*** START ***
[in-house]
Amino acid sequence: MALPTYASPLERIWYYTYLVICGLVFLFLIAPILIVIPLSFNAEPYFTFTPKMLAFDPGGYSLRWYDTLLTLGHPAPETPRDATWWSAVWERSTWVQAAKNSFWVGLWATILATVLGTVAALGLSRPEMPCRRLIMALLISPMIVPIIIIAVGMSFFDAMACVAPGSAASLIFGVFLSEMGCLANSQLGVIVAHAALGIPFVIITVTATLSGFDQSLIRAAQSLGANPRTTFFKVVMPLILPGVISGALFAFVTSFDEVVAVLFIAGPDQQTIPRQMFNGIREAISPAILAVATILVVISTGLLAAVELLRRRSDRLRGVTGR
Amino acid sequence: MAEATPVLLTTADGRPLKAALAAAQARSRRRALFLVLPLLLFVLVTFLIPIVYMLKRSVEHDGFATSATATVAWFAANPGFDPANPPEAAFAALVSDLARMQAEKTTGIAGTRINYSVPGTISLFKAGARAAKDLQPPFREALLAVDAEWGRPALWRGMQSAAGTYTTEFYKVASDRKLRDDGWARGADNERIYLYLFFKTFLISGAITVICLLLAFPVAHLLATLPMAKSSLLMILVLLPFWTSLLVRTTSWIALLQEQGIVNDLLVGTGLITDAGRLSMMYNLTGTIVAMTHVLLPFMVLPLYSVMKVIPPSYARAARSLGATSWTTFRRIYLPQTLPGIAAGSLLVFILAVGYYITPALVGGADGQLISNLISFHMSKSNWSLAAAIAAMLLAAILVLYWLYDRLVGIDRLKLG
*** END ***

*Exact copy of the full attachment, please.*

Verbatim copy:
[in-house]
Amino acid sequence: MALPTYASPLERIWYYTYLVICGLVFLFLIAPILIVIPLSFNAEPYFTFTPKMLAFDPGGYSLRWYDTLLTLGHPAPETPRDATWWSAVWERSTWVQAAKNSFWVGLWATILATVLGTVAALGLSRPEMPCRRLIMALLISPMIVPIIIIAVGMSFFDAMACVAPGSAASLIFGVFLSEMGCLANSQLGVIVAHAALGIPFVIITVTATLSGFDQSLIRAAQSLGANPRTTFFKVVMPLILPGVISGALFAFVTSFDEVVAVLFIAGPDQQTIPRQMFNGIREAISPAILAVATILVVISTGLLAAVELLRRRSDRLRGVTGR
Amino acid sequence: MAEATPVLLTTADGRPLKAALAAAQARSRRRALFLVLPLLLFVLVTFLIPIVYMLKRSVEHDGFATSATATVAWFAANPGFDPANPPEAAFAALVSDLARMQAEKTTGIAGTRINYSVPGTISLFKAGARAAKDLQPPFREALLAVDAEWGRPALWRGMQSAAGTYTTEFYKVASDRKLRDDGWARGADNERIYLYLFFKTFLISGAITVICLLLAFPVAHLLATLPMAKSSLLMILVLLPFWTSLLVRTTSWIALLQEQGIVNDLLVGTGLITDAGRLSMMYNLTGTIVAMTHVLLPFMVLPLYSVMKVIPPSYARAARSLGATSWTTFRRIYLPQTLPGIAAGSLLVFILAVGYYITPALVGGADGQLISNLISFHMSKSNWSLAAAIAAMLLAAILVLYWLYDRLVGIDRLKLG